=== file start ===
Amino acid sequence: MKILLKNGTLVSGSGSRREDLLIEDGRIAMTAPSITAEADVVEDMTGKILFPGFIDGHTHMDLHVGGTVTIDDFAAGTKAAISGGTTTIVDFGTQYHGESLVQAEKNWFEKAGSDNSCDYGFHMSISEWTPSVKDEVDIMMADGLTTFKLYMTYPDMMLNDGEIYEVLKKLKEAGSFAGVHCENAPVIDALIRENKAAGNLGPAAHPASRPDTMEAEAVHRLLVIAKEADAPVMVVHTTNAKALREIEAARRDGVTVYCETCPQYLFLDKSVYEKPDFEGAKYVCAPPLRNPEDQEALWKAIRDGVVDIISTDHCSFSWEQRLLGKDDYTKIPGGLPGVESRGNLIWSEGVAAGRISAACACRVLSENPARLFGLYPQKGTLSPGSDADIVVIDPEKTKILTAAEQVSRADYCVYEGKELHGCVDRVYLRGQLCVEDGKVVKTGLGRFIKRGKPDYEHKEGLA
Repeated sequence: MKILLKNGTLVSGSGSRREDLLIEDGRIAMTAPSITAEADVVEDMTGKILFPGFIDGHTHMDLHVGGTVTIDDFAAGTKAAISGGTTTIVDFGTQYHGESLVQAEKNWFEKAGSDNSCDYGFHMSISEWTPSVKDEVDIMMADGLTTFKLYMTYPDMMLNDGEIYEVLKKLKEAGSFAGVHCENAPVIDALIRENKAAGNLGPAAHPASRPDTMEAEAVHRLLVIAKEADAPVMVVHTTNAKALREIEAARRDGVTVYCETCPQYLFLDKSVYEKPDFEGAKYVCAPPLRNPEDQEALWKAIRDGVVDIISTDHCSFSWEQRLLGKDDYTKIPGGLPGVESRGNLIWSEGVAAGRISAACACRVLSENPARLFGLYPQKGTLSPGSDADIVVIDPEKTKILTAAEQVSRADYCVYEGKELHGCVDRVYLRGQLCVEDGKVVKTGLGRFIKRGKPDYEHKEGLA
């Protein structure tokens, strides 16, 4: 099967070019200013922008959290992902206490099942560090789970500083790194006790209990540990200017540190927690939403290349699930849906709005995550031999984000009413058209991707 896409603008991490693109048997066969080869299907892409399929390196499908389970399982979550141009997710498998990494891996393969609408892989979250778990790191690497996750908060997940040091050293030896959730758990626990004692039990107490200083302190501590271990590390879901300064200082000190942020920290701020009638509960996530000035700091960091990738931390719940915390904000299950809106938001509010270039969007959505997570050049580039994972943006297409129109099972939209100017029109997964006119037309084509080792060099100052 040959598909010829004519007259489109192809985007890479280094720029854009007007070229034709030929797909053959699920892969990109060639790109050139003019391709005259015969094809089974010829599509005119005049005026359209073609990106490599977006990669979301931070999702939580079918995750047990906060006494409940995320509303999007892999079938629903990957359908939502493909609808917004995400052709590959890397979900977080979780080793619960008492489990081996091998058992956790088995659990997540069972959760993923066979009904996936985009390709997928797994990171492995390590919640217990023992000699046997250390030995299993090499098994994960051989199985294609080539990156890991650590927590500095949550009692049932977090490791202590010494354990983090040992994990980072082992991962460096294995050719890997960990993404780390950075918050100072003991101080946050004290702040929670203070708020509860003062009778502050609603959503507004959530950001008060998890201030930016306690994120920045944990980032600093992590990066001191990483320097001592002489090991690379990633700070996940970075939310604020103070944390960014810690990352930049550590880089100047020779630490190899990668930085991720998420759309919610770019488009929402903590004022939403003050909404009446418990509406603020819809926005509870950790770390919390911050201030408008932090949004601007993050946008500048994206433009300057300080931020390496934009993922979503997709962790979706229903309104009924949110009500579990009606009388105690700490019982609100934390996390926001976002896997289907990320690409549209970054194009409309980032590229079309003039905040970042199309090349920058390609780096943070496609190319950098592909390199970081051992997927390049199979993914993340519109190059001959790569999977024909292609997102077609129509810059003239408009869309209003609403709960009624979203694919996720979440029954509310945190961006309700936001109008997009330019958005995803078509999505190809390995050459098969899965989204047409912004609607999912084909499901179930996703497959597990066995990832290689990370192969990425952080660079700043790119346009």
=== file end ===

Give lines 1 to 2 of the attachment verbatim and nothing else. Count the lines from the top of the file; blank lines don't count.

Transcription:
Amino acid sequence: MKILLKNGTLVSGSGSRREDLLIEDGRIAMTAPSITAEADVVEDMTGKILFPGFIDGHTHMDLHVGGTVTIDDFAAGTKAAISGGTTTIVDFGTQYHGESLVQAEKNWFEKAGSDNSCDYGFHMSISEWTPSVKDEVDIMMADGLTTFKLYMTYPDMMLNDGEIYEVLKKLKEAGSFAGVHCENAPVIDALIRENKAAGNLGPAAHPASRPDTMEAEAVHRLLVIAKEADAPVMVVHTTNAKALREIEAARRDGVTVYCETCPQYLFLDKSVYEKPDFEGAKYVCAPPLRNPEDQEALWKAIRDGVVDIISTDHCSFSWEQRLLGKDDYTKIPGGLPGVESRGNLIWSEGVAAGRISAACACRVLSENPARLFGLYPQKGTLSPGSDADIVVIDPEKTKILTAAEQVSRADYCVYEGKELHGCVDRVYLRGQLCVEDGKVVKTGLGRFIKRGKPDYEHKEGLA
Repeated sequence: MKILLKNGTLVSGSGSRREDLLIEDGRIAMTAPSITAEADVVEDMTGKILFPGFIDGHTHMDLHVGGTVTIDDFAAGTKAAISGGTTTIVDFGTQYHGESLVQAEKNWFEKAGSDNSCDYGFHMSISEWTPSVKDEVDIMMADGLTTFKLYMTYPDMMLNDGEIYEVLKKLKEAGSFAGVHCENAPVIDALIRENKAAGNLGPAAHPASRPDTMEAEAVHRLLVIAKEADAPVMVVHTTNAKALREIEAARRDGVTVYCETCPQYLFLDKSVYEKPDFEGAKYVCAPPLRNPEDQEALWKAIRDGVVDIISTDHCSFSWEQRLLGKDDYTKIPGGLPGVESRGNLIWSEGVAAGRISAACACRVLSENPARLFGLYPQKGTLSPGSDADIVVIDPEKTKILTAAEQVSRADYCVYEGKELHGCVDRVYLRGQLCVEDGKVVKTGLGRFIKRGKPDYEHKEGLA